First hand account of Eurotunnel evacuation 14 July 2014

TunnelTalk reports an eye-witness account

Evacuation of an underground facility is often considered by the general public as one of the most traumatic of procedures. It is a procedure that requires particular organization and management training and careful consideration when designing modern underground facilities.

Freight Shuttles ready for the subsea journey
Freight Shuttles ready for the subsea journey

Over the years there have been major disasters in public underground facilities. These have involved fires, crashes of trains or vehicles, and acts of terror and mass devastation in the underground environment. The enquiries in the aftermath of these events always include the effectiveness or deficiencies in the response by both the general public and the operators.

Since start of its services through the undersea fixed link railway between the UK and France in 1994, Eurotunnel, has had to respond to two major fire incidents on the roll-on/roll-off freight shuttles that carry trucks through the tunnel and various breakdown incidents on trains that use the tunnel, including the Eurostar high-speed passenger train services between London, Paris and Brussels.

Last week, in early July 2014, it was the operating failure of a car and passenger Shuttle train that required evacuation while still in the tunnel.

Eurotunnel car passenger Shuttle being loaded
Eurotunnel car and passenger Shuttle being loaded

Unlike the freight Shuttles, on which the drivers, crew and any truck passengers leave their truck cabs and journey through the tunnel between the terminals at Folkestone and Coquelles in a passenger carriage, on the car Shuttles, the drivers and all passengers stay with, and ride in, their vehicles.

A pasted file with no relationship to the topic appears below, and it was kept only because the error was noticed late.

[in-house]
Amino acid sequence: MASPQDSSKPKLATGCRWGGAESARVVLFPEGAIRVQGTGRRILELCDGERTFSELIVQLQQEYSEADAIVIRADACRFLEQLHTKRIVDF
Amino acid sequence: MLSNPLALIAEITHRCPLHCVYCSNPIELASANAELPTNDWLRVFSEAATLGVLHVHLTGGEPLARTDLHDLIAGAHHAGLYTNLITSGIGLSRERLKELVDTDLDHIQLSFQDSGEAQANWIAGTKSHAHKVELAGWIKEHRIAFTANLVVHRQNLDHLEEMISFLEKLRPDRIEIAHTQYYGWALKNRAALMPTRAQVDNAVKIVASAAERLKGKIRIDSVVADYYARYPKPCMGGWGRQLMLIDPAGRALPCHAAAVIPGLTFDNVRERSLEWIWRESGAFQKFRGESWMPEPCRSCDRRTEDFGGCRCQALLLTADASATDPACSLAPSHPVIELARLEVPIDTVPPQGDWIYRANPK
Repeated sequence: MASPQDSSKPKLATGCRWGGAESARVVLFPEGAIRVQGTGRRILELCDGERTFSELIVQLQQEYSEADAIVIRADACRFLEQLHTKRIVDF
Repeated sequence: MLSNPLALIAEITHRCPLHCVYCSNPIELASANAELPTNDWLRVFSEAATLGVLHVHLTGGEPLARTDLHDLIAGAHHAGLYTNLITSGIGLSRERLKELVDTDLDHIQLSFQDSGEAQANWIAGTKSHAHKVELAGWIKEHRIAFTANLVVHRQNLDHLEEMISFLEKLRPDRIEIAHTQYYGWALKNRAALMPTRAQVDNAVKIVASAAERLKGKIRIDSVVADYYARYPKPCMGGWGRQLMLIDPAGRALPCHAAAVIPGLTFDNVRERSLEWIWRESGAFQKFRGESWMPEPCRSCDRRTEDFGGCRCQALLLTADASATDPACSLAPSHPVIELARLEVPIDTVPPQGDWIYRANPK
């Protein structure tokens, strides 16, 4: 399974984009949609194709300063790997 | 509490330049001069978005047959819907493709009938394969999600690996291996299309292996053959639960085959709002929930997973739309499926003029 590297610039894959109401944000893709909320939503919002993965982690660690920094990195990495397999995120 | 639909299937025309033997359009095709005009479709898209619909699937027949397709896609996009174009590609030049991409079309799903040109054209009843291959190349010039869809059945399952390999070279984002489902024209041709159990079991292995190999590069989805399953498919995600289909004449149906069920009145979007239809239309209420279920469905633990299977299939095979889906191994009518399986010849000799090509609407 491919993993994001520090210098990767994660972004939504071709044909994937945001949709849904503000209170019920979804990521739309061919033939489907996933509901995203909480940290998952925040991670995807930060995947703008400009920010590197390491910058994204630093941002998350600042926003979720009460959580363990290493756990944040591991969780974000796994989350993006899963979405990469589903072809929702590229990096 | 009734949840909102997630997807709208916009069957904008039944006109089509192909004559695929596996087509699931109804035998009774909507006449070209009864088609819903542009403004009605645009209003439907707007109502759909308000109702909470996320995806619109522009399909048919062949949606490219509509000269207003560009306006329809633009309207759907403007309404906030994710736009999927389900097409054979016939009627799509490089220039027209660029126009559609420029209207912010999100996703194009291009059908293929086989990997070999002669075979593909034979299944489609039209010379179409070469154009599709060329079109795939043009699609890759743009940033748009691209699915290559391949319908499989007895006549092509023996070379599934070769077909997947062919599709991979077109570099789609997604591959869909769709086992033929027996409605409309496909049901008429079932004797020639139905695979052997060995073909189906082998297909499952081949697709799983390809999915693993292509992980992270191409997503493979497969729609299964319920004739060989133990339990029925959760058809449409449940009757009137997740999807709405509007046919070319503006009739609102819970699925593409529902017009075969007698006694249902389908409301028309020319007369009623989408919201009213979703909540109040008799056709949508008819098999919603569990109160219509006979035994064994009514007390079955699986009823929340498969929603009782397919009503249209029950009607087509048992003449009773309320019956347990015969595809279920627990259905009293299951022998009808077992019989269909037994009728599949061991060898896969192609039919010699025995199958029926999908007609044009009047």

Each car Shuttle train comprises two separate halves, or rakes. One has a single deck for coaches, minibuses and caravans. The other transports cars and motorcycles on a double deck configuration. A complete passenger Shuttle comprises 24 carriages and can carry 12 buses or coaches and 120 cars. With no fare limit to the number of passengers in each vehicle there can be up to nine people and more per vehicle. Once the train is loaded, each carriage is isolated from the next by a pressure and fire proof door. The Eurotunnel crew rides in the carriages with the cars and their passengers.

On the morning of 8 July, a loaded car Shuttle heading from Folkestone to Coquelles came to a halt in the interval 2 section of the north running tunnel, due to an overhead catenary fault. Eurotunnel reported that, after inspection it was decided that the train could not easily proceed under its own power and that a reported 394 passengers on the disabled Shuttle needed to be evacuated to the parallel interval 1 section of the south running tunnel, via the central service tunnel, and into another car Shuttle for transfer to the terminal in Coquelles where they would be reunited with their vehicles.

Inside a passenger Shuttle
Inside a passenger Shuttle

First hand account